Into the quantum internet at the speed of light
04 February 2013
Not only do optical fibres transmit information every day around the world at the speed of light, but they can also be harnessed for the transport of quantum information.
The atom’s quantum information is written onto the polarisation state of the photon (graphic: Harald Ritsch)
In the current issue of Nature Photonics, a research team of Innsbruck physicists led by Rainer Blatt and Tracy Northup report how they have directly transferred the quantum information stored in an atom onto a particle of light (photon). Such information could then be sent over optical fibre to a distant atom.
Thanks to the strange laws of quantum mechanics, quantum computers would be able to carry out certain computational tasks much faster than conventional computers. Among the most promising technologies for the construction of a quantum computer are systems of single atoms, confined in so-called ion traps and manipulated with lasers. In the laboratory, these systems have already been used to test key building blocks of a future quantum computer.
“Currently, we can carry out successful quantum computations with atoms,” explain Andreas Stute and Bernardo Casaboneof the University of Innsbruck’s Institute for Experimental Physics. “But we are still missing viable interfaces with which quantum information can be transferred over optical channels from one computer to another.”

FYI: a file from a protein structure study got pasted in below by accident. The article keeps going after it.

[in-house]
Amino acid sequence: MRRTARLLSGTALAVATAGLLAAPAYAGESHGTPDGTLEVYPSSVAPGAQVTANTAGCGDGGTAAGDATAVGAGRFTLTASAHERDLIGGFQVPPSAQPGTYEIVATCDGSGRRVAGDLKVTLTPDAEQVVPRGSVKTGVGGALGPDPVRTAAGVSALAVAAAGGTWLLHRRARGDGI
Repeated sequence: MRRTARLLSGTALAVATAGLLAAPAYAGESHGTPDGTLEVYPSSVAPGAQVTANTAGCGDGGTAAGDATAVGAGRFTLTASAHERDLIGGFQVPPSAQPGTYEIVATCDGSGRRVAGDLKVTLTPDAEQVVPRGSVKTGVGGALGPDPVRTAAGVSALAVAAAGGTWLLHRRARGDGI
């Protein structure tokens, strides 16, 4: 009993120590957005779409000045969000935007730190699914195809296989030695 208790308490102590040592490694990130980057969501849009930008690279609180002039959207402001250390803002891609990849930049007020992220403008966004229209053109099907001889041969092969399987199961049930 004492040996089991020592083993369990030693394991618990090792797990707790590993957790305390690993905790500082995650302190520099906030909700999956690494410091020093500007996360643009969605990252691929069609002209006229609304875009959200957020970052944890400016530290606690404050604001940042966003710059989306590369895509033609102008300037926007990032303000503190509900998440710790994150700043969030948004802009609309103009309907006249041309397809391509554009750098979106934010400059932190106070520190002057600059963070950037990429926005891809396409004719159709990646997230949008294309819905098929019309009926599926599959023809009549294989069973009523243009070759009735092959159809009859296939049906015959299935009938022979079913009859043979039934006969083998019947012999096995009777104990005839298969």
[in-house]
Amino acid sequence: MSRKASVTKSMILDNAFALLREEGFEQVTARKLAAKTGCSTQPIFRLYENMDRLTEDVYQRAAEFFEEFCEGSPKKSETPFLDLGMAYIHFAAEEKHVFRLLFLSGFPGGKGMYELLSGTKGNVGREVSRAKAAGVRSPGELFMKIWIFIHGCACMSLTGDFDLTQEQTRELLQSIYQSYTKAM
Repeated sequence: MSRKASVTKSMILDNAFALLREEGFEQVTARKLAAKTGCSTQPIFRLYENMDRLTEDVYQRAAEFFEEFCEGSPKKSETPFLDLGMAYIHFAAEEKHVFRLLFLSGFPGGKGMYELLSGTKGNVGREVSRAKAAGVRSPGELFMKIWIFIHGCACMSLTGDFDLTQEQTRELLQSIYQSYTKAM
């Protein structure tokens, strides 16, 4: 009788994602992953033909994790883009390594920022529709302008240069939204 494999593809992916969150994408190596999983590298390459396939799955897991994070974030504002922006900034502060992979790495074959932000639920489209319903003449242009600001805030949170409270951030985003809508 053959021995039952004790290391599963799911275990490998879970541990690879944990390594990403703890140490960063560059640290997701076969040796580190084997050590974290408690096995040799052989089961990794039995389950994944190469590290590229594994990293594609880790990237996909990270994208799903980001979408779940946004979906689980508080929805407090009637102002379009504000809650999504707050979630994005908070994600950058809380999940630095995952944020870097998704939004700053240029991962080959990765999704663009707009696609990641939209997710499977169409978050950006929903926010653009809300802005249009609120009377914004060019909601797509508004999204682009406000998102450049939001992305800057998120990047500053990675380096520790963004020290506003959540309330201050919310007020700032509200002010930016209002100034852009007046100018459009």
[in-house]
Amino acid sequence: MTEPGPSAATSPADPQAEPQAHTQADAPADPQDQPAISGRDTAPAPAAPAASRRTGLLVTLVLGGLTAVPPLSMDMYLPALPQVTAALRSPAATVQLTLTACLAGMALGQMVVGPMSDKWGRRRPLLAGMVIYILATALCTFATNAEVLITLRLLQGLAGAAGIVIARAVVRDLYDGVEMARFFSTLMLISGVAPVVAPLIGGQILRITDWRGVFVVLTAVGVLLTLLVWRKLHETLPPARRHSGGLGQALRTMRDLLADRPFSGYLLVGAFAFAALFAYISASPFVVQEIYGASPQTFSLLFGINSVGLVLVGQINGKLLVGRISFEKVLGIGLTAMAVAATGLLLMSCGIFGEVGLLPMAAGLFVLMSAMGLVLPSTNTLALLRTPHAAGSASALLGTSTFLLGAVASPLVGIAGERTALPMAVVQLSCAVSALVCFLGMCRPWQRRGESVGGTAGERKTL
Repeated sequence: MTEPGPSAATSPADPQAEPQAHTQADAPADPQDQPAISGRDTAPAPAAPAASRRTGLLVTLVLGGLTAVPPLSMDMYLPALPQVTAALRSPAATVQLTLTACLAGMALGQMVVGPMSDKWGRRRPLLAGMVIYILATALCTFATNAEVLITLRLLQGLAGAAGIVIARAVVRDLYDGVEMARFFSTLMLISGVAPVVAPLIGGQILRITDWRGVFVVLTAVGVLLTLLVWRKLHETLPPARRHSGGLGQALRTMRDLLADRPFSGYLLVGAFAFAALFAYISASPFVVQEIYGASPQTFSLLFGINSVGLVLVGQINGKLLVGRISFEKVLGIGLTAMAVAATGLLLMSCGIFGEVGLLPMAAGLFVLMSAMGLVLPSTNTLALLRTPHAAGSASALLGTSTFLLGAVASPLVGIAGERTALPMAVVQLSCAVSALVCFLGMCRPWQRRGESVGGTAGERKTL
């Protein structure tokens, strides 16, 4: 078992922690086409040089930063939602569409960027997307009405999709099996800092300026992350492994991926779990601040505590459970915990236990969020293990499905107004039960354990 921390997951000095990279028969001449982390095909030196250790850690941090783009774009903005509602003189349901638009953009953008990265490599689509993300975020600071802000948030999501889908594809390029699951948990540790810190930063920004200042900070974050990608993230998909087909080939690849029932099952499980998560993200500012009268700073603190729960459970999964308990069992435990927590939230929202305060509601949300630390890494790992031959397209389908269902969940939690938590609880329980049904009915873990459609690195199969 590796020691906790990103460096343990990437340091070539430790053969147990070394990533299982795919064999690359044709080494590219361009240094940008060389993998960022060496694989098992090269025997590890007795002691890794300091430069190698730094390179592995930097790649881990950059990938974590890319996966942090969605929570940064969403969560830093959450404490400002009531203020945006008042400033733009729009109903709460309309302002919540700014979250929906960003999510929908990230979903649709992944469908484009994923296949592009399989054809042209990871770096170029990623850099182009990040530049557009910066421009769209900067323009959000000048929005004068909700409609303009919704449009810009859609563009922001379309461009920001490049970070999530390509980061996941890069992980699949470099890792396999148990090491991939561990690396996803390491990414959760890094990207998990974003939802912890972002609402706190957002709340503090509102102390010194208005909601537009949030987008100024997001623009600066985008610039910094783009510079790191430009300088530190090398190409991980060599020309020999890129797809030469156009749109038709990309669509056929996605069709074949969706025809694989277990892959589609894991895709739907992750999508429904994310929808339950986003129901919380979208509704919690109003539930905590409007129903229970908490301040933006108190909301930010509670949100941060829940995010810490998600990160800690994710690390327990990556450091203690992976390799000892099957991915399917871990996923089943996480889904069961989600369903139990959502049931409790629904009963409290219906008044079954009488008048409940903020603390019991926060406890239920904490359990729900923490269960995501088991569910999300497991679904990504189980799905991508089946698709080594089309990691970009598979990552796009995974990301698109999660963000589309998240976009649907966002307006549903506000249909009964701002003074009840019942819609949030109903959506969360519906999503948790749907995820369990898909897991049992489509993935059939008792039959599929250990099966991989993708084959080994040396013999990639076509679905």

What makes the construction of these interfaces especially challenging is that the laws of quantum mechanics don’t allow quantum information to be simply copied. Instead, a future quantum internet – that is, a network of quantum computers linked by optical channels – would have to transfer quantum information to individual photons.
These photons would then be transported over an optical-fibre link to a distant computing site. Now, for the first time, quantum information has been directly transferred from an atom in an ion trap to a single photon.
The University of Innsbruck physicists first trap a single calcium ion in an ion trap and position it between two highly reflective mirrors. “We use a laser to write the desired quantum information onto the electronic states of the atom,” explains Stute. “The atom is then excited with a second laser, and as a result, it emits a photon. At this moment, we write the atom’s quantum information onto the polarisation state of the photon, thus mapping it onto the light particle.”
The photon is stored between the mirrors until it eventually flies out through one mirror, which is less reflective than the other. “The two mirrors steer the photon in a specific direction, effectively guiding it into an optical fibre,” says Casabone. The quantum information stored in the photon could thus be conveyed over the optical fibre to a distant quantum computer, where the same technique could be applied in reverse to write it back onto an atom.